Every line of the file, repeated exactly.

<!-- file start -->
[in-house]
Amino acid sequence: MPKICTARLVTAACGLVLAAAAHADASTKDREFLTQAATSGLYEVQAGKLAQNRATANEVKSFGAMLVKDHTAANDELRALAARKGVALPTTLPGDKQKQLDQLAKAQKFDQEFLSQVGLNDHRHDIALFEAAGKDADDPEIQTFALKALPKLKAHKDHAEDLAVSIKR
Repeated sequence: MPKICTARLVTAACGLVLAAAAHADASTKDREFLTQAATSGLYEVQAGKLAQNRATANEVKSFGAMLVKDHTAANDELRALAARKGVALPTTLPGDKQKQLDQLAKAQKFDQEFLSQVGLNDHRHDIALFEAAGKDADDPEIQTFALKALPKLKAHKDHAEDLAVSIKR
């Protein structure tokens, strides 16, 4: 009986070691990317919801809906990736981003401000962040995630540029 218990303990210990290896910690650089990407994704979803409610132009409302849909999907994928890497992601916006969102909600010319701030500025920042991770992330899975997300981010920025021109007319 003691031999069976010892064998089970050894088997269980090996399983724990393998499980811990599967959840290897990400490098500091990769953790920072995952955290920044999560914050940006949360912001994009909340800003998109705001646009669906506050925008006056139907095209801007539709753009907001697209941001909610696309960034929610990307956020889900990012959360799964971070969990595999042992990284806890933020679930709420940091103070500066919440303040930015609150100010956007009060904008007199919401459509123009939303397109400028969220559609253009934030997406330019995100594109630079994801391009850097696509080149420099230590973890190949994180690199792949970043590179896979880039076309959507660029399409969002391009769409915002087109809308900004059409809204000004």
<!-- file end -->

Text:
[in-house]
Amino acid sequence: MPKICTARLVTAACGLVLAAAAHADASTKDREFLTQAATSGLYEVQAGKLAQNRATANEVKSFGAMLVKDHTAANDELRALAARKGVALPTTLPGDKQKQLDQLAKAQKFDQEFLSQVGLNDHRHDIALFEAAGKDADDPEIQTFALKALPKLKAHKDHAEDLAVSIKR
Repeated sequence: MPKICTARLVTAACGLVLAAAAHADASTKDREFLTQAATSGLYEVQAGKLAQNRATANEVKSFGAMLVKDHTAANDELRALAARKGVALPTTLPGDKQKQLDQLAKAQKFDQEFLSQVGLNDHRHDIALFEAAGKDADDPEIQTFALKALPKLKAHKDHAEDLAVSIKR
């Protein structure tokens, strides 16, 4: 009986070691990317919801809906990736981003401000962040995630540029 218990303990210990290896910690650089990407994704979803409610132009409302849909999907994928890497992601916006969102909600010319701030500025920042991770992330899975997300981010920025021109007319 003691031999069976010892064998089970050894088997269980090996399983724990393998499980811990599967959840290897990400490098500091990769953790920072995952955290920044999560914050940006949360912001994009909340800003998109705001646009669906506050925008006056139907095209801007539709753009907001697209941001909610696309960034929610990307956020889900990012959360799964971070969990595999042992990284806890933020679930709420940091103070500066919440303040930015609150100010956007009060904008007199919401459509123009939303397109400028969220559609253009934030997406330019995100594109630079994801391009850097696509080149420099230590973890190949994180690199792949970043590179896979880039076309959507660029399409969002391009769409915002087109809308900004059409809204000004």